Thursday, September 15th, 2005

Ajaxian Fire and Forget Pattern

Category: Editorial

Have you ever had a use case where you wanted to fire off an asynchronous request as a “Fire and Forget”. You didn’t care about hearing from the server (even to hear if all is well).

We had a use case like this recently, and ran into some interesting issues.

The root problem in our case was that a service that we were hitting via Ajax was insanely slow, and a lot of side-effects came out of this, and it made us think about writing this post about things to think about, such as:

  • Fork and Spin on the Server
  • Concurrent HTTP limits to a given domain
  • abort captain. abort.

Keeping the Server Side Short

Normally with an Ajax request, you want to keep the response time as fast as possible, and do not want to be waiting for the server to do any work that doesn’t have to be done.

This is just as important as a normal page request, if not MORE important as you often have many Ajax requests going on, and the user expects them to be pretty much immediate. Their expectation is different to a page response that they expect to wait for.

We have seen a fair amount of projects where people ignore this.

If the work done on the server takes awhile you have a couple of options:

  • Good ole caching: If you take a second look at the response, you may find a place to cache the data. This caching can take place in many layers. It can be cached in a way where you don’t even have to make the request (cached response in the client), cached response on the server side in the web tier, or caching data on the server side in the services tier. Each have pros and cons depending on your use cases and need proper architecture.
  • Queue Work: If we are fortunate enough to only care about a response that needs to run a subset of the server side functionality, we can fork off work for the server to run seperate to the request/response lifecycle. This fits in perfectly with fire and forget mode as your response logic can now be “capture request info, validate if needed, put info on a message queue, respond”. Now you have a request/response lifecycle that takes no time at all.

Concurrent HTTP Requests

Various browsers and systems put in limits for the number of concurrent HTTP requests. You may have noticed this if you were on a site that had a bunch of images to download, and you went wild telling the browser to save images in the background. You could have seen that only 3-5 images come down at a time, and the others are queued until the first images fully download.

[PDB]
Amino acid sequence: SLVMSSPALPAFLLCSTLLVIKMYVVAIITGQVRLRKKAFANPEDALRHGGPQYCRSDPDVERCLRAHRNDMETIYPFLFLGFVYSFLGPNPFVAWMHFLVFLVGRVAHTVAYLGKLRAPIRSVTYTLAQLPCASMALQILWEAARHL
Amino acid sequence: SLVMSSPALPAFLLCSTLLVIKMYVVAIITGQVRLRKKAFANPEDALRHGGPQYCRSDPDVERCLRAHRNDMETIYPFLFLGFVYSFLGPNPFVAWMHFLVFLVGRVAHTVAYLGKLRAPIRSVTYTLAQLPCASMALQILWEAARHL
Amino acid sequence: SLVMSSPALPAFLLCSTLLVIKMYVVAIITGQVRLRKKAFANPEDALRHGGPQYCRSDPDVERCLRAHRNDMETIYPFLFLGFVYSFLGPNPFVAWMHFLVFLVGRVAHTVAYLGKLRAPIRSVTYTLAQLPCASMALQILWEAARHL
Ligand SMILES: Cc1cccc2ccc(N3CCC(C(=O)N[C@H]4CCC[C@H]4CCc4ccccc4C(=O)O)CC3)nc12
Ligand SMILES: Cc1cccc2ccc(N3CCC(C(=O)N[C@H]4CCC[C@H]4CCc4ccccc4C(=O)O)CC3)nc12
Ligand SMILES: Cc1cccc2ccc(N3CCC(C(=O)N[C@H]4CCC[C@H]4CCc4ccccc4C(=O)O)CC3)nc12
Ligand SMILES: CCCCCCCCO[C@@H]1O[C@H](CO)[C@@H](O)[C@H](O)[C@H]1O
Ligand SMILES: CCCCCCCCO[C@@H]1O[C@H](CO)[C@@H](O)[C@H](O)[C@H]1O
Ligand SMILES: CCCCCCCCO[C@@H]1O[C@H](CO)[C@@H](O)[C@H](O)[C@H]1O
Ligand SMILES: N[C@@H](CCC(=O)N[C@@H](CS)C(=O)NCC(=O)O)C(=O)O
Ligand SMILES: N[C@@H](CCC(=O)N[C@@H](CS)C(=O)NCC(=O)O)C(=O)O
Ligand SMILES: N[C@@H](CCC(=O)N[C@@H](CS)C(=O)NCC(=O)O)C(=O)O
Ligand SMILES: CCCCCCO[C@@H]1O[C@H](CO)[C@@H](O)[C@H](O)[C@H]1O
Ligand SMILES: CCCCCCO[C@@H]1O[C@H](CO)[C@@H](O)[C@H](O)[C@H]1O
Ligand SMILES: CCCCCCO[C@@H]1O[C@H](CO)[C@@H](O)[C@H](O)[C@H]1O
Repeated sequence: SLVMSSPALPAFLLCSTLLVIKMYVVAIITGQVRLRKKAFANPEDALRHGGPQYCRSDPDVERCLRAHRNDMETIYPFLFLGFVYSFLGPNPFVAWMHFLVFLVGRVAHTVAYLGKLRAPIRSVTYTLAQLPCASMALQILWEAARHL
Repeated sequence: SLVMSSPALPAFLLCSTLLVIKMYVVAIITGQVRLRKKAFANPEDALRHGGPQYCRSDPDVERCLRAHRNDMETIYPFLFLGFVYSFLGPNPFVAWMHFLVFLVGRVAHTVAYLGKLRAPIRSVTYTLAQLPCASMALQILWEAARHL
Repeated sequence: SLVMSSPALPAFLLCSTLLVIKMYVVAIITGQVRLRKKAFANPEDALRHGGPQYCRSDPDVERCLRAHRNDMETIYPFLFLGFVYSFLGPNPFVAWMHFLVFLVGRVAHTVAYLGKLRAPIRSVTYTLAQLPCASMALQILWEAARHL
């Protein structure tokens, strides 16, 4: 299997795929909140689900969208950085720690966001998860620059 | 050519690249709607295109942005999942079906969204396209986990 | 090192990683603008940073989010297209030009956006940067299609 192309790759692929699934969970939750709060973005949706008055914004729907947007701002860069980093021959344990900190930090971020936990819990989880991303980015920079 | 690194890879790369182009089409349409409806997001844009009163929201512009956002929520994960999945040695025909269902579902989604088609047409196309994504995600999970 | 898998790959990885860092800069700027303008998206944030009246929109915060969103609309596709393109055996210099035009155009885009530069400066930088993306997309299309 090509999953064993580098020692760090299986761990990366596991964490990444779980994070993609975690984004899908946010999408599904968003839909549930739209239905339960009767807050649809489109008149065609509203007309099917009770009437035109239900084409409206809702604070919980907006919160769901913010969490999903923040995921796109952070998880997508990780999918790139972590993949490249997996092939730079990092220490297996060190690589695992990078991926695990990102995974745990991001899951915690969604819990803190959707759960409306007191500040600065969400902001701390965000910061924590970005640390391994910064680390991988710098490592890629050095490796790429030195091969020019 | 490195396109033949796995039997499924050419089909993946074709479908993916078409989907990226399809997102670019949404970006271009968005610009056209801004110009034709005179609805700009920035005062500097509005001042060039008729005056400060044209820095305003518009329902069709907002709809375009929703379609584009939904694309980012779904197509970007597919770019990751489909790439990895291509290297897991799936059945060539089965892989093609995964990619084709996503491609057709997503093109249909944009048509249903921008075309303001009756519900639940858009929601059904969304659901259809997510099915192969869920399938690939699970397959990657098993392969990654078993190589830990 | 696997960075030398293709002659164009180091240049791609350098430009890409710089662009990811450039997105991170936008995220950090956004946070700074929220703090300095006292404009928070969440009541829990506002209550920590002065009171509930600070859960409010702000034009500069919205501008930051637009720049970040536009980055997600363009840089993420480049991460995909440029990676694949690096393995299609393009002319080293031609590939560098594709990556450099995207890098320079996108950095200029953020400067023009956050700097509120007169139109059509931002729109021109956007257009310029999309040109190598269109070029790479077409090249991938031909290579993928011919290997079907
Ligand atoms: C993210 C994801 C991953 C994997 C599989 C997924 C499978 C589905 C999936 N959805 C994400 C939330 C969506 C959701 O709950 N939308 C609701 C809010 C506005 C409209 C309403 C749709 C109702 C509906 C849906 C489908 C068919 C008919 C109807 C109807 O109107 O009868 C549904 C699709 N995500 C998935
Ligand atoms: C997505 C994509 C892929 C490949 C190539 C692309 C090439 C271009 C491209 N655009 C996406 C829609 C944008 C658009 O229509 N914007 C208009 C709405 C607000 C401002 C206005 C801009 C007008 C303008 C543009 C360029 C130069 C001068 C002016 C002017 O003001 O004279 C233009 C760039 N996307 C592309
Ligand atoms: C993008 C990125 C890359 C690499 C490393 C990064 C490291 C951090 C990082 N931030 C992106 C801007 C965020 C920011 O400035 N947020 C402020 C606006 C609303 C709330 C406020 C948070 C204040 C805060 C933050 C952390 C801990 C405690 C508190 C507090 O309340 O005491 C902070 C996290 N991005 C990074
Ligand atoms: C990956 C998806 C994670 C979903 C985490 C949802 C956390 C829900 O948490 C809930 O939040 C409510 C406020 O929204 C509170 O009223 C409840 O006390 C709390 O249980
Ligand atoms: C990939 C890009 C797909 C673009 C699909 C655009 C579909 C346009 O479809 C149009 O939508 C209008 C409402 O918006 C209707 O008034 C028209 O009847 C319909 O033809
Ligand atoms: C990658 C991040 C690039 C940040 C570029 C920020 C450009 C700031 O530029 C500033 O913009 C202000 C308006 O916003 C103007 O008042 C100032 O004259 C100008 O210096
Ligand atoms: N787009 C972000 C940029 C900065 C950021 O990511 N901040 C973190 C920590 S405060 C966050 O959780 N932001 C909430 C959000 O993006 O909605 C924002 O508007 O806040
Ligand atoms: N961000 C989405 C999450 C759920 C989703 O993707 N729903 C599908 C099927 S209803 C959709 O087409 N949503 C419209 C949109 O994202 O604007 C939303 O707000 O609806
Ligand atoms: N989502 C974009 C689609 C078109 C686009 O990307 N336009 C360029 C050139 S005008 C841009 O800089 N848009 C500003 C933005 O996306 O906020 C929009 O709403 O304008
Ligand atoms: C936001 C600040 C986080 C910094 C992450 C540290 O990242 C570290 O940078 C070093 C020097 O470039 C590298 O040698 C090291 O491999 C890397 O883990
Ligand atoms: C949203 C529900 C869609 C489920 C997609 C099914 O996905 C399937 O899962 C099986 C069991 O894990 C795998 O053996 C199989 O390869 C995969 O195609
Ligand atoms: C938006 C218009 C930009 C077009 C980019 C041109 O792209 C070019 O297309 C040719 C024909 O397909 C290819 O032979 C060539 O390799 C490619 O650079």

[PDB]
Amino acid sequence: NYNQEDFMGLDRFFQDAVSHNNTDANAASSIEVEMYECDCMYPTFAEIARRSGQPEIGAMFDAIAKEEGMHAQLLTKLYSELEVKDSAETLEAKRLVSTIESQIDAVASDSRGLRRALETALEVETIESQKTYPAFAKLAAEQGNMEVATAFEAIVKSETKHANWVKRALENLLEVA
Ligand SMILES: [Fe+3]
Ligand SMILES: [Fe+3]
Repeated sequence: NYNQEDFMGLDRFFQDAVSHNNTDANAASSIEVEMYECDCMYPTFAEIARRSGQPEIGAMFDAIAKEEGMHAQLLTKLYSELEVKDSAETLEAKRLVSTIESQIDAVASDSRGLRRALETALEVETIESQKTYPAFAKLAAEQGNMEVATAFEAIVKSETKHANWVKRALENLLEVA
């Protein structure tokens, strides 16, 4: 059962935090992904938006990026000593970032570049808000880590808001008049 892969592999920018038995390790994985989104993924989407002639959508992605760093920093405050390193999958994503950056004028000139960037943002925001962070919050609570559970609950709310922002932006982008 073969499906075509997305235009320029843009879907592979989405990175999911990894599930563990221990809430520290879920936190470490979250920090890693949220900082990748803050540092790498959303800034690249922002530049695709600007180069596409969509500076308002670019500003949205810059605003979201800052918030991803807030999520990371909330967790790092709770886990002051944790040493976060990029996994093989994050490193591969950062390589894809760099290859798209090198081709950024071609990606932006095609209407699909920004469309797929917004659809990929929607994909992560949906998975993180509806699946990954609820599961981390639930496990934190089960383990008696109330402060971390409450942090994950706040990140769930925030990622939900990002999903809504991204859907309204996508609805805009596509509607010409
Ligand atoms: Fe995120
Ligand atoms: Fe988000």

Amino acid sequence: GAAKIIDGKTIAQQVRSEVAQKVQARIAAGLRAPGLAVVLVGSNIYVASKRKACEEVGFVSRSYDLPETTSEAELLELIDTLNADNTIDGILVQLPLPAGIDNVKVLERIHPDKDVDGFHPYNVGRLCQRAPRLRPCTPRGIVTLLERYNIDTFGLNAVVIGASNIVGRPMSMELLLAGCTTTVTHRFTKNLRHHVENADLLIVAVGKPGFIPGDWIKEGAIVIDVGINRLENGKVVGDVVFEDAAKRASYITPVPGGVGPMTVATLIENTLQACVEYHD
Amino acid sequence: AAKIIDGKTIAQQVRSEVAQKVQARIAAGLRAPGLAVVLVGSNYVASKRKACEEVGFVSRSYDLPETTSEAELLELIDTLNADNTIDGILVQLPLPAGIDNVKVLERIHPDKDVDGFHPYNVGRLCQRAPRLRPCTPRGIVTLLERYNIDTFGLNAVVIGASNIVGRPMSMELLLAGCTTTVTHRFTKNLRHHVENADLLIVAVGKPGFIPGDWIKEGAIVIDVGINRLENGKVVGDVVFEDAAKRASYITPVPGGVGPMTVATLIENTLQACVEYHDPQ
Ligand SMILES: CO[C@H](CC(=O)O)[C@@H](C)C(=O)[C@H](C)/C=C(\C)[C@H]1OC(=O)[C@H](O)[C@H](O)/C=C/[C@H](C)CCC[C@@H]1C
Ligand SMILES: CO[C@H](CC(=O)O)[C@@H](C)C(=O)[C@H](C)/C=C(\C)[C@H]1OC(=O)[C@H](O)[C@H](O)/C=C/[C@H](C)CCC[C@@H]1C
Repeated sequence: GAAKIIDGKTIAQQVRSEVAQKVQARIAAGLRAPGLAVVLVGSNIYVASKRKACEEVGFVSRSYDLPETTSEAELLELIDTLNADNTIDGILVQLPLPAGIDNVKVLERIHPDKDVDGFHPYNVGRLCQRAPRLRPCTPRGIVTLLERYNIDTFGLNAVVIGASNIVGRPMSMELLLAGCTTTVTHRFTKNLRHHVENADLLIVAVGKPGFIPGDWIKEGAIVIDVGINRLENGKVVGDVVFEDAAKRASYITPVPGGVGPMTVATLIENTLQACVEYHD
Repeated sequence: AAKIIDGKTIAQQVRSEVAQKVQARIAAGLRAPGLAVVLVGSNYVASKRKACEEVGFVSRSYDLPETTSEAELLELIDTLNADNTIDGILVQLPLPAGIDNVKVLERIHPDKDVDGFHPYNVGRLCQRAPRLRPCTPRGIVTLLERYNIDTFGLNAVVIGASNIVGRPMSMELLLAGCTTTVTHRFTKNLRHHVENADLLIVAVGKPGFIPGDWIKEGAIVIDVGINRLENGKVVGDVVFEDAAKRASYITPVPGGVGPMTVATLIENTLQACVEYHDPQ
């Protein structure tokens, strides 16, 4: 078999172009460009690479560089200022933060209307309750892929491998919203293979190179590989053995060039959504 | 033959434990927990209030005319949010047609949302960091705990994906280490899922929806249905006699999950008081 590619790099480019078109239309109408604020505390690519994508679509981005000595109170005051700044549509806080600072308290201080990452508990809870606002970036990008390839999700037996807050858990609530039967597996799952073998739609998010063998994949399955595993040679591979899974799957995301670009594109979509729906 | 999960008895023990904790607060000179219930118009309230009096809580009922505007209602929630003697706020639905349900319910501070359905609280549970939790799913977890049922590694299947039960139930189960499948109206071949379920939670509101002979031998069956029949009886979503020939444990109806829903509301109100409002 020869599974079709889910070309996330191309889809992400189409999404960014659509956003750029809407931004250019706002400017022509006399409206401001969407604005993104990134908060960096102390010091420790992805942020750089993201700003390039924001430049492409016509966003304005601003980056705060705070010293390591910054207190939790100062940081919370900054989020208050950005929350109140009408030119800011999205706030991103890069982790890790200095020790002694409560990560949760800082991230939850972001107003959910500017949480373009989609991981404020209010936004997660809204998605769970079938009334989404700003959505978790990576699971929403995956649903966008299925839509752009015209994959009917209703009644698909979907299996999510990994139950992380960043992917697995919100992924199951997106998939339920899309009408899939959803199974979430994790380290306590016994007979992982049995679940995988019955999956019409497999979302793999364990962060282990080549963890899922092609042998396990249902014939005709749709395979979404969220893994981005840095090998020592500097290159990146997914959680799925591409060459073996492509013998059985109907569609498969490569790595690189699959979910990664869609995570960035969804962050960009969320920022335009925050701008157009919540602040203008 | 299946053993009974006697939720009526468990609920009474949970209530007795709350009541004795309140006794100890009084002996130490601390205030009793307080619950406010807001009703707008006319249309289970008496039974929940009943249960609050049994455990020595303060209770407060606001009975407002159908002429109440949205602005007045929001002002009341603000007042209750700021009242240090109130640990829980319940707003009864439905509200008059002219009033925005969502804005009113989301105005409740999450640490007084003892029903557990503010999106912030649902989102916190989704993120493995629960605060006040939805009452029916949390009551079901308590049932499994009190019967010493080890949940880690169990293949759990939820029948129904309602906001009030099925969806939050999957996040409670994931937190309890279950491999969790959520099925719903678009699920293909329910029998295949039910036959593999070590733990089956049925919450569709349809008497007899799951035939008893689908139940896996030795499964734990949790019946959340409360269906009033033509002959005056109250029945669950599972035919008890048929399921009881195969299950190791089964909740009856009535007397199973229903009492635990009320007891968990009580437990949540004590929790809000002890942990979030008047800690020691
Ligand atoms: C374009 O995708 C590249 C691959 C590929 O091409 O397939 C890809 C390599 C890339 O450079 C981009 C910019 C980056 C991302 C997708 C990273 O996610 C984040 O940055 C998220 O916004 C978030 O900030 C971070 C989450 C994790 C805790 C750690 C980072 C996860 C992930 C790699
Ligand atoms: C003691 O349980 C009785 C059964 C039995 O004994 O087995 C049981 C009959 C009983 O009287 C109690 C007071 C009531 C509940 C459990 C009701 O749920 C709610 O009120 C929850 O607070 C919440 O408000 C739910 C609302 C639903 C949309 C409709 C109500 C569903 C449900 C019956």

To get around this problem, you can often cheat the system by using URLs such as: www1.foo.com, www2.foo.com, www3.foo.com.

XMLHttpRequest.abort()

Again, if you can fire and forget your Ajax request, you do not want to bother waiting for the full response from the server (if it is as slow as one of our cases). Ideally you would have been able to keep the server-side short and all would be well. But if you really have to take it to the next level, you can use a hack that we put into place.

We noticed that if we fired off a lot of XHR requests, we would max at 5, and the others died. After playing around with some low level items (with readyState and such) we found a cheeky solution that is working for us.

In our callback, we call abort on the xhr object right away.

xhr.onreadystatechange = function() { xhr.abort(); }

You may think that it would be cleaner to check for at least the readyState of 2 (so you know that send() has really happened), but in practice that didn’t work too well. In theory this means that we may lose some requests, but in testing we are getting all of them over to us and it is working!

Posted by Dion Almaer at 2:13 pm
3 Comments

+++--
3 rating from 6 votes

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I’ve never heard of, but am happy to see some XHR abort() function.

Comment by Chris Charlton — October 4, 2005

Hi

We are using ajax to get data dynamically from server side.

If a xmlhttp request is made when the previous xmlhttp request is still being processed, DB connections are not getting closed.
Couple of requests like these is making the DB connection pool empty.

Every time a new xmlhttp request is made, we are aborting the previous request and we are closing the connection in finally block. Still connections are not getting closed.

This is our code:

//AJAX code in javascript
xmlHTTP.abort();
xmlHTTP.open(‘post’, url, true);
xmlHTTP.setRequestHeader(“Content-Type”, “application/x-www-form-urlencoded”);
xmlHTTP.onreadystatechange=onLoadHandler;
xmlHTTP.send( queryString );

//Java code
ReportLogic reportLogic = ReportLogic.getInstance(); //ReportLogic does the db query
Connection con = null;
List profilesList1 = null;
try{
con = getConnection();
profilesList1 = reportLogic.getReport();
}catch(Exception e){
AppsLogger.error(e);
return mapping.findForward(“global-exception”);
}finally{
if(con!=null){
closeConnection(con);
}
}

Can anybody figure out the problem

– Kiran M N

Comment by Kiran M N — October 6, 2005

Hello,
function abort doesn’t work as expected. Read more: http://www.quirksmode.org/blog/archives/2005/09/xmlhttp_notes_a_1.html#link7

Marius

Comment by Marius Zilenas — March 8, 2006

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